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‘You Versus The Peloton’

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Now that the 2011 Tour de France is wrapped up, let’s take a look at how some of we more average cyclists would fare against the sports’ heros. Our friends at Bicycling Magazine compiled this list of stats comparing an average cycling enthusiast and a professional Tour racer. These estimated numbers are staggering to say the least. —T.C. Worley

Power and Speed
> Average speed on flat terrain: 17–18 mph (you); 25–28 mph (pro rider)

> Average speed on mountainous terrain: 9–10 mph (you); 21–25 mph (pro)

> Estimated average watts at threshold: 170–220 (you); 405–450 (pro)

> Miles ridden in a week: 75–140 (you); 700–800 (pro)

The takeaway: TV coverage doesn’t show the real story. It’s staggering to witness how fast pro cyclists go uphill in person. Their strength-to-weight ratios make these speeds possible. For wattage, it gets crazier still: Depending on his size, a sprinter like Garmin-Cervelo’s Tyler Farrar can produce more than 1,400 watts of power heading to the finish line!

Pro riders crank through a turn at speeds heretofore reserved for automobiles

> Calories consumed on a ride: 200–450 (you); 4,000–5,000 (pro)

> Bottles of water consumed (three-hour ride): 2–3 (you); 4–20 (pro)

For the calories, it’s not unheard of for a Tour rider to burn up to 8,000 calories during a single stage! Water bottles: Depending on the stage distance, temperature, and terrain, the numbers fluctuate from 1 to 4 bottles an hour for Tour riders.

Cadel Evans, winner of the 2011 Tour de France

Bike and Gear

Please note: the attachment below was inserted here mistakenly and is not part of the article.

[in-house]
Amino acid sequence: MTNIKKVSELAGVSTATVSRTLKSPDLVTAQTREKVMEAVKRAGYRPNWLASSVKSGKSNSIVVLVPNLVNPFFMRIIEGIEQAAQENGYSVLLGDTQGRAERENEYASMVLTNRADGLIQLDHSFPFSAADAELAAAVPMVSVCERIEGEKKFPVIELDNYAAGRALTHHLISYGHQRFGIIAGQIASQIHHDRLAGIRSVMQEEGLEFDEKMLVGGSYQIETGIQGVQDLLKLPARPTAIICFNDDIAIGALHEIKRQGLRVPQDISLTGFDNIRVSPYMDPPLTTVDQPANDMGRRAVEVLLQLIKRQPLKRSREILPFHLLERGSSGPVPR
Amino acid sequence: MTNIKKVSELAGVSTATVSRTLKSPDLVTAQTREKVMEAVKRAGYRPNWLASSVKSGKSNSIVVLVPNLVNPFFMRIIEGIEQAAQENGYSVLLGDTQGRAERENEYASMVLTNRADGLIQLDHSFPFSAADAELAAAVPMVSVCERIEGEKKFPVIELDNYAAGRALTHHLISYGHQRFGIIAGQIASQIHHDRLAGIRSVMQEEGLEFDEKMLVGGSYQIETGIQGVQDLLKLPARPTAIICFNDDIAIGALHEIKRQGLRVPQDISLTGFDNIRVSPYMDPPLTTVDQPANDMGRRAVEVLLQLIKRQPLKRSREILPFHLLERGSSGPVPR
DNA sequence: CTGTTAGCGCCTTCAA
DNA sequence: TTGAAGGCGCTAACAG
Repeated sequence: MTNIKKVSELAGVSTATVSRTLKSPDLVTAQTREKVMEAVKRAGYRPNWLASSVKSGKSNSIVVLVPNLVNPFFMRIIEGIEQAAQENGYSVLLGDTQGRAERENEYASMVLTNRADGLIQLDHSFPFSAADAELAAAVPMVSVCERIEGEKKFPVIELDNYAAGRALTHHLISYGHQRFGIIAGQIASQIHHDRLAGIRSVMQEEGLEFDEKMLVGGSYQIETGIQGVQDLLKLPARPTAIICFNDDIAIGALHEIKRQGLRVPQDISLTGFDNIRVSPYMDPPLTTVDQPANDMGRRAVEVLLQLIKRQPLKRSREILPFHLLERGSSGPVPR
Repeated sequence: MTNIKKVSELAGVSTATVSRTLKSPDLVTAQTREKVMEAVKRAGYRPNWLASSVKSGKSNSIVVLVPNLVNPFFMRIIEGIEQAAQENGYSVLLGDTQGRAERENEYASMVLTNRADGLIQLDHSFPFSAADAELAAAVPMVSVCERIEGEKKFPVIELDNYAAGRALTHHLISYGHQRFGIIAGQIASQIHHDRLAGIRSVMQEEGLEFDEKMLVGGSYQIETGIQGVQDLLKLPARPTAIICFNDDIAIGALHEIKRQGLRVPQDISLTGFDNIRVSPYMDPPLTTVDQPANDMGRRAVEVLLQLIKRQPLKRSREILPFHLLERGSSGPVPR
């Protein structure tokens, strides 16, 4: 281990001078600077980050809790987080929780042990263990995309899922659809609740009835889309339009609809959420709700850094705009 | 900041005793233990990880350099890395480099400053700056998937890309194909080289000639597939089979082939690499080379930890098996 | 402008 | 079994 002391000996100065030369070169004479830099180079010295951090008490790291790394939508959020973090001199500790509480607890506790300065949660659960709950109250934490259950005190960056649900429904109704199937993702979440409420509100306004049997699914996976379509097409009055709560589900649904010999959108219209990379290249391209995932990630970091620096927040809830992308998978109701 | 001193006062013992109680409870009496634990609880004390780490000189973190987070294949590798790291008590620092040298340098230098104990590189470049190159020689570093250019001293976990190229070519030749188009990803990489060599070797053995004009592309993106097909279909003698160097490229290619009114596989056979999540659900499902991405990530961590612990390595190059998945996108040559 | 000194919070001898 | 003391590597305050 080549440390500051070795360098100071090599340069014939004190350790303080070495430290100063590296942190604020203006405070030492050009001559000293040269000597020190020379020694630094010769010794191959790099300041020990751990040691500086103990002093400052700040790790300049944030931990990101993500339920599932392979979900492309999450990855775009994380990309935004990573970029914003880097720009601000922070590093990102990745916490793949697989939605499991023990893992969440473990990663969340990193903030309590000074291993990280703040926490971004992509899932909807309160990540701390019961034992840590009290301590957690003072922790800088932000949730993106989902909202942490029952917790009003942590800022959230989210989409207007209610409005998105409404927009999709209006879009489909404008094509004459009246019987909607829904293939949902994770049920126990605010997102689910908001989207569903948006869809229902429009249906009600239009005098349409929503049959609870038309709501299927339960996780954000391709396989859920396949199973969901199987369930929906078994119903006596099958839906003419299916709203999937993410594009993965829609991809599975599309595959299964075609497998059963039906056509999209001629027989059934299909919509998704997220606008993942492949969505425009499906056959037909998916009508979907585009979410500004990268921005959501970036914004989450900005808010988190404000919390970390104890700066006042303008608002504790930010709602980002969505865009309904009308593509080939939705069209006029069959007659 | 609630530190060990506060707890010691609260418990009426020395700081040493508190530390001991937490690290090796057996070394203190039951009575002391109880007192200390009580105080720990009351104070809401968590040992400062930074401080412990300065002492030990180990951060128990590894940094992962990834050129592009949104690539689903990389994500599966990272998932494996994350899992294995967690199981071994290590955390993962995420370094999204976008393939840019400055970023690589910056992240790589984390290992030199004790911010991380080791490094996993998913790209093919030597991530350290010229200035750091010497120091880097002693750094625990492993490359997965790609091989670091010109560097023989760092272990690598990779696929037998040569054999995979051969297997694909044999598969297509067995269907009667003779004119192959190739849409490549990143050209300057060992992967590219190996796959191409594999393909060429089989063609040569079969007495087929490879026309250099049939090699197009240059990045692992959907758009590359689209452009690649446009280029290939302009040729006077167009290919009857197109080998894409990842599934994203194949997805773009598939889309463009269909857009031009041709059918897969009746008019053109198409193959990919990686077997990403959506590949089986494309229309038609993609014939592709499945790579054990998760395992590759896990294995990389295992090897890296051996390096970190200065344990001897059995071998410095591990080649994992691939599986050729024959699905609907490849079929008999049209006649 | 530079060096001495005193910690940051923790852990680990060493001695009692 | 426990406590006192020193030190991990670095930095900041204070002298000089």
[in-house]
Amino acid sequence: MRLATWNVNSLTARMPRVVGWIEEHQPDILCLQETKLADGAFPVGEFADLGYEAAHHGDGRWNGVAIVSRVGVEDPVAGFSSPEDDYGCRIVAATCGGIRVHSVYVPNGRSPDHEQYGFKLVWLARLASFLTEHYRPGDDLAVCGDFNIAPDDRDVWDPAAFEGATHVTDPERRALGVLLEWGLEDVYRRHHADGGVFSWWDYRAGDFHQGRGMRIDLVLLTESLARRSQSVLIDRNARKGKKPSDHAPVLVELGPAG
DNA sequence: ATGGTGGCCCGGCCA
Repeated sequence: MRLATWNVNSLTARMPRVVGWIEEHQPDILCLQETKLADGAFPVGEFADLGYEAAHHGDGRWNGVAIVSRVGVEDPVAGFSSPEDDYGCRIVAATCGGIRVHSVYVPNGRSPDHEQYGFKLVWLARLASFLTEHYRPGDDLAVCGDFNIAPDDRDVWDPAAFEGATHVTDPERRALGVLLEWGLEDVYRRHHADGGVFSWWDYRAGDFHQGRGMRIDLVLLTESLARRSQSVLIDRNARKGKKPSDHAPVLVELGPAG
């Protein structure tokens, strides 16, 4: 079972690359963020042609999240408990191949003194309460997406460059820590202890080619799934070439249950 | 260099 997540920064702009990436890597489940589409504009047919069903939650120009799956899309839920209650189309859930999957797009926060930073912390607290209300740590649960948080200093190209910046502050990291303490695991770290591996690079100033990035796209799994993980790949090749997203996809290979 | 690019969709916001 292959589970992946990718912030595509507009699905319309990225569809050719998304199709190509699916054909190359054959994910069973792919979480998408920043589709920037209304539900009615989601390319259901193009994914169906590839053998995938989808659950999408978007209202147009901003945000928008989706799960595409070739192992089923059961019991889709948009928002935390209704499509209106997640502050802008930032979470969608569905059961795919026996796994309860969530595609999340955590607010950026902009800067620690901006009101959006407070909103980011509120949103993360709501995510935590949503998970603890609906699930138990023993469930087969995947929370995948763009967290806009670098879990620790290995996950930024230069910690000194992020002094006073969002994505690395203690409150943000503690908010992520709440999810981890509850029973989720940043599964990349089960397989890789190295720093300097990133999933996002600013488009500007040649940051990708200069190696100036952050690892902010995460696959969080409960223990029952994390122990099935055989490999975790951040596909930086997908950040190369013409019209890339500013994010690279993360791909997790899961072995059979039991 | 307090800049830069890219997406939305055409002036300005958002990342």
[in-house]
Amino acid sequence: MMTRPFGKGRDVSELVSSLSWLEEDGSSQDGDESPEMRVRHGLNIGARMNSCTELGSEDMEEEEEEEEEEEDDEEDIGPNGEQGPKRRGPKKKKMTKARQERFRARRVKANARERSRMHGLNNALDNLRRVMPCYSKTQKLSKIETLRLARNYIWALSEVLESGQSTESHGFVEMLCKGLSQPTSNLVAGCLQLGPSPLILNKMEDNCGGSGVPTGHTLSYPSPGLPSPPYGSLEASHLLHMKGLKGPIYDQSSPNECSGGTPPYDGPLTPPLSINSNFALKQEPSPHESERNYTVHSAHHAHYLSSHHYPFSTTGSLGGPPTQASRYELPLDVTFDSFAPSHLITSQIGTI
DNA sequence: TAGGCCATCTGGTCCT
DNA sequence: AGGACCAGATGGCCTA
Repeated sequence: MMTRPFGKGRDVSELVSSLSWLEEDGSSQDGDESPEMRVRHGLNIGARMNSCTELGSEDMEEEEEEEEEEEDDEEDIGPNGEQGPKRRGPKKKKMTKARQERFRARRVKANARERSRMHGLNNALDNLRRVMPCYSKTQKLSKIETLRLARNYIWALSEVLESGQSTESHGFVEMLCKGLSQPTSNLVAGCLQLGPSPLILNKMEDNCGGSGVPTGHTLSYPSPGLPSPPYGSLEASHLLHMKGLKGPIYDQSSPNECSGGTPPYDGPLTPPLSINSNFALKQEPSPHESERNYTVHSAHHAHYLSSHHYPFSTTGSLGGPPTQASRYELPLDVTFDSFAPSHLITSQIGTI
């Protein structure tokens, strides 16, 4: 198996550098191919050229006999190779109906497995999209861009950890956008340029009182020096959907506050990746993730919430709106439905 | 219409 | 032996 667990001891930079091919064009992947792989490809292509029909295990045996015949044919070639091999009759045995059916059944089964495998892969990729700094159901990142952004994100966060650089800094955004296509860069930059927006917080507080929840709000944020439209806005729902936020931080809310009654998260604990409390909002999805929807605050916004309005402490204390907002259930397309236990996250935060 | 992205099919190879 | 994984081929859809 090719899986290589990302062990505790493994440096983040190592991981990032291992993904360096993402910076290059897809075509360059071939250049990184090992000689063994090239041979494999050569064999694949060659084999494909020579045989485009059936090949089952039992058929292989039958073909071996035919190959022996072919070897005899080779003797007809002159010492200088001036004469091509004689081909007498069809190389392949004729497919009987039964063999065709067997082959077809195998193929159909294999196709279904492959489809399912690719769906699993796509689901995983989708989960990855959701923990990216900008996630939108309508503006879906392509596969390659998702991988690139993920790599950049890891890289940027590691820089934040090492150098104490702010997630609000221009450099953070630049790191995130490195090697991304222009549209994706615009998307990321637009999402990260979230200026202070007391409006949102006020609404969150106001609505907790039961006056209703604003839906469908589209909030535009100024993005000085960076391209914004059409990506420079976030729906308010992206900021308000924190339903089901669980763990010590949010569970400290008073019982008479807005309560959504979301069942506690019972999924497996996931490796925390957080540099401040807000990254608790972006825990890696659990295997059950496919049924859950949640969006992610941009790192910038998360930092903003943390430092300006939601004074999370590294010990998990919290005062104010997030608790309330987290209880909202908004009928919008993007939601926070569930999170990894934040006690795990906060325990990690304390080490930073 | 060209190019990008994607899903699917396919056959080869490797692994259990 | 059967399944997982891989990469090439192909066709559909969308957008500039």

> Cost of a race bike: $2,000–$7,000 (you); $9,000–$14,000+ (pro)

> Chain replacements: Maybe once a season (you); 2–3 per Tour (pro)

> Flat tires over the course of three weeks: 1 or less (you); 4–5 (pro)

The takeaway: Nearly every Tour bike weighs 14.9 pounds, per UCI minimum-weight rules, and they are as expensive as cars. Your bike likely weighs 15 to 18 pounds and did not cost quite as much as a car. Spend more and you can get one lighter than a pros’ bike (and legal in most non-UCI races). As for the chains, each Tour rider starts the race with a new chain. It’s usually replaced once or twice if the weather is messy.

Video recap of 2011 Tour de France

Rest and Recovery
> Hours of riding on a rest day: 0 (you); 2–3 (pro)

> Hours of sleep a week: 40–50 (you); 70 (pro)

It seems counter-intuitive, but a few hours of non-race-effort riding helps muscles recover for the pros. As for sleep, during the Tour, the pros average about 2 hours of sleep for every hour of racing. Needed rest to let the body recover. Good night.

—Data for this article was supplied by Team HTC-High Road and Bicycling Magazine. See the original story, “You Versus The Peloton,” on Bicycling.com.

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